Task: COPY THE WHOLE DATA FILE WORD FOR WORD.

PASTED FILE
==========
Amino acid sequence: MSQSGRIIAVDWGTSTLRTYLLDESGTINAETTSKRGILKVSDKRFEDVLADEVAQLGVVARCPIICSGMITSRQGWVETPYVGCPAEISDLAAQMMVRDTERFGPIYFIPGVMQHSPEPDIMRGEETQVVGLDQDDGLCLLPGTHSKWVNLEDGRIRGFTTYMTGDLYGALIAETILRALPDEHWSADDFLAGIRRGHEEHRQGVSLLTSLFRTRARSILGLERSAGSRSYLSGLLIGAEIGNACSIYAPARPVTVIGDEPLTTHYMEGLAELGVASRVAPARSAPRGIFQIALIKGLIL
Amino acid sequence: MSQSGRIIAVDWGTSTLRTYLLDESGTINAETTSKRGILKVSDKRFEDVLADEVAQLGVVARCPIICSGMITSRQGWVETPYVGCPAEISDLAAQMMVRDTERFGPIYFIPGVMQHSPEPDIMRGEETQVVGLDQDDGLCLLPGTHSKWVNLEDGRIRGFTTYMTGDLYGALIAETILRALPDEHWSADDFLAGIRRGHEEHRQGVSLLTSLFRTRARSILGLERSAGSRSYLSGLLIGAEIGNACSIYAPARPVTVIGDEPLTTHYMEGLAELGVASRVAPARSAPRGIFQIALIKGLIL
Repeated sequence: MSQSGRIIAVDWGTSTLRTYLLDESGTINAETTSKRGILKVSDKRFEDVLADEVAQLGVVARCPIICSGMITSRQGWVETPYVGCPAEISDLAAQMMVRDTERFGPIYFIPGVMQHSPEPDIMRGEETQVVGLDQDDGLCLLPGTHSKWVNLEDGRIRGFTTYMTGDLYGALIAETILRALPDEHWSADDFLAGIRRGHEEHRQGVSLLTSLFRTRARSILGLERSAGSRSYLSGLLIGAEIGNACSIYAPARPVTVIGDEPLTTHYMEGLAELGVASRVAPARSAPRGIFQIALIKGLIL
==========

Amino acid sequence: MSQSGRIIAVDWGTSTLRTYLLDESGTINAETTSKRGILKVSDKRFEDVLADEVAQLGVVARCPIICSGMITSRQGWVETPYVGCPAEISDLAAQMMVRDTERFGPIYFIPGVMQHSPEPDIMRGEETQVVGLDQDDGLCLLPGTHSKWVNLEDGRIRGFTTYMTGDLYGALIAETILRALPDEHWSADDFLAGIRRGHEEHRQGVSLLTSLFRTRARSILGLERSAGSRSYLSGLLIGAEIGNACSIYAPARPVTVIGDEPLTTHYMEGLAELGVASRVAPARSAPRGIFQIALIKGLIL
Amino acid sequence: MSQSGRIIAVDWGTSTLRTYLLDESGTINAETTSKRGILKVSDKRFEDVLADEVAQLGVVARCPIICSGMITSRQGWVETPYVGCPAEISDLAAQMMVRDTERFGPIYFIPGVMQHSPEPDIMRGEETQVVGLDQDDGLCLLPGTHSKWVNLEDGRIRGFTTYMTGDLYGALIAETILRALPDEHWSADDFLAGIRRGHEEHRQGVSLLTSLFRTRARSILGLERSAGSRSYLSGLLIGAEIGNACSIYAPARPVTVIGDEPLTTHYMEGLAELGVASRVAPARSAPRGIFQIALIKGLIL
Repeated sequence: MSQSGRIIAVDWGTSTLRTYLLDESGTINAETTSKRGILKVSDKRFEDVLADEVAQLGVVARCPIICSGMITSRQGWVETPYVGCPAEISDLAAQMMVRDTERFGPIYFIPGVMQHSPEPDIMRGEETQVVGLDQDDGLCLLPGTHSKWVNLEDGRIRGFTTYMTGDLYGALIAETILRALPDEHWSADDFLAGIRRGHEEHRQGVSLLTSLFRTRARSILGLERSAGSRSYLSGLLIGAEIGNACSIYAPARPVTVIGDEPLTTHYMEGLAELGVASRVAPARSAPRGIFQIALIKGLIL